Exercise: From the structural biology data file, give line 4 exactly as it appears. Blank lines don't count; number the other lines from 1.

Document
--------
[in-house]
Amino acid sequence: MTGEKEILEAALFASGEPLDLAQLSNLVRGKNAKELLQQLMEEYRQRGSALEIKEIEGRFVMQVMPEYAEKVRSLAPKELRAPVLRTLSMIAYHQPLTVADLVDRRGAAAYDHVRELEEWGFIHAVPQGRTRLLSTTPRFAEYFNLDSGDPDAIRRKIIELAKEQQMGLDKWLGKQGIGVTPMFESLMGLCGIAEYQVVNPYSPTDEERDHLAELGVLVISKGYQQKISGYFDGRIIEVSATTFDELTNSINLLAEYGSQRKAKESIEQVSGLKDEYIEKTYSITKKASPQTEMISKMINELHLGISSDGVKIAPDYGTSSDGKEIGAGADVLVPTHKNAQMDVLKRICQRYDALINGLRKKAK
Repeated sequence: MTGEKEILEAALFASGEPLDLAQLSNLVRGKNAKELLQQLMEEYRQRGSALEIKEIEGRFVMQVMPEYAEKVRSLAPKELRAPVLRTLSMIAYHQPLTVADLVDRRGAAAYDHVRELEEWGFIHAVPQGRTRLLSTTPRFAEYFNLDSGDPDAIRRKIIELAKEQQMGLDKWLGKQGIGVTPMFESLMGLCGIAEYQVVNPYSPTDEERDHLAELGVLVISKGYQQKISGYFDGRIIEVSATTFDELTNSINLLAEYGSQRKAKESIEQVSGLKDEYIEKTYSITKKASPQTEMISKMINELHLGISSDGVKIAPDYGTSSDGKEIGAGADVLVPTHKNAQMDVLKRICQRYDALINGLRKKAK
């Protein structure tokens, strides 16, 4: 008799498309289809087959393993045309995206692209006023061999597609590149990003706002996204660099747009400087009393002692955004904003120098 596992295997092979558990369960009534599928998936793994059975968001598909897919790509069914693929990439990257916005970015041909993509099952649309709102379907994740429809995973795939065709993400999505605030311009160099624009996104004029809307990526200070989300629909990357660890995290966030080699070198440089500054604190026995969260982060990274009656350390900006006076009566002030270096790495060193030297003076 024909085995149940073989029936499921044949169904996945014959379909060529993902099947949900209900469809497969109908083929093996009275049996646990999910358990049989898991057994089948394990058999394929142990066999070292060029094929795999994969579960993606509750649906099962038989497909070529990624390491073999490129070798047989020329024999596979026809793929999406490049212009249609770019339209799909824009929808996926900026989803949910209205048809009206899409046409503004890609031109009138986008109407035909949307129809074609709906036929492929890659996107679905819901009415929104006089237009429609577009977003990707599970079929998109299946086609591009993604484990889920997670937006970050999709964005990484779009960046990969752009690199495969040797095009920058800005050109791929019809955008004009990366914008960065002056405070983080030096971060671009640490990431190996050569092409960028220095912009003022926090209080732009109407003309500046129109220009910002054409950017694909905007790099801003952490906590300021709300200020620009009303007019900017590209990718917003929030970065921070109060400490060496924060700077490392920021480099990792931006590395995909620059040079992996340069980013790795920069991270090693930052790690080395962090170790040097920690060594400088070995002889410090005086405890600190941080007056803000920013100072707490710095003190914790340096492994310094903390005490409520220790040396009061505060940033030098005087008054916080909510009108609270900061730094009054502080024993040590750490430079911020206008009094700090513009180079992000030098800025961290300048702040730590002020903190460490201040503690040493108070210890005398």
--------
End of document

């Protein structure tokens, strides 16, 4: 008799498309289809087959393993045309995206692209006023061999597609590149990003706002996204660099747009400087009393002692955004904003120098 596992295997092979558990369960009534599928998936793994059975968001598909897919790509069914693929990439990257916005970015041909993509099952649309709102379907994740429809995973795939065709993400999505605030311009160099624009996104004029809307990526200070989300629909990357660890995290966030080699070198440089500054604190026995969260982060990274009656350390900006006076009566002030270096790495060193030297003076 024909085995149940073989029936499921044949169904996945014959379909060529993902099947949900209900469809497969109908083929093996009275049996646990999910358990049989898991057994089948394990058999394929142990066999070292060029094929795999994969579960993606509750649906099962038989497909070529990624390491073999490129070798047989020329024999596979026809793929999406490049212009249609770019339209799909824009929808996926900026989803949910209205048809009206899409046409503004890609031109009138986008109407035909949307129809074609709906036929492929890659996107679905819901009415929104006089237009429609577009977003990707599970079929998109299946086609591009993604484990889920997670937006970050999709964005990484779009960046990969752009690199495969040797095009920058800005050109791929019809955008004009990366914008960065002056405070983080030096971060671009640490990431190996050569092409960028220095912009003022926090209080732009109407003309500046129109220009910002054409950017694909905007790099801003952490906590300021709300200020620009009303007019900017590209990718917003929030970065921070109060400490060496924060700077490392920021480099990792931006590395995909620059040079992996340069980013790795920069991270090693930052790690080395962090170790040097920690060594400088070995002889410090005086405890600190941080007056803000920013100072707490710095003190914790340096492994310094903390005490409520220790040396009061505060940033030098005087008054916080909510009108609270900061730094009054502080024993040590750490430079911020206008009094700090513009180079992000030098800025961290300048702040730590002020903190460490201040503690040493108070210890005398």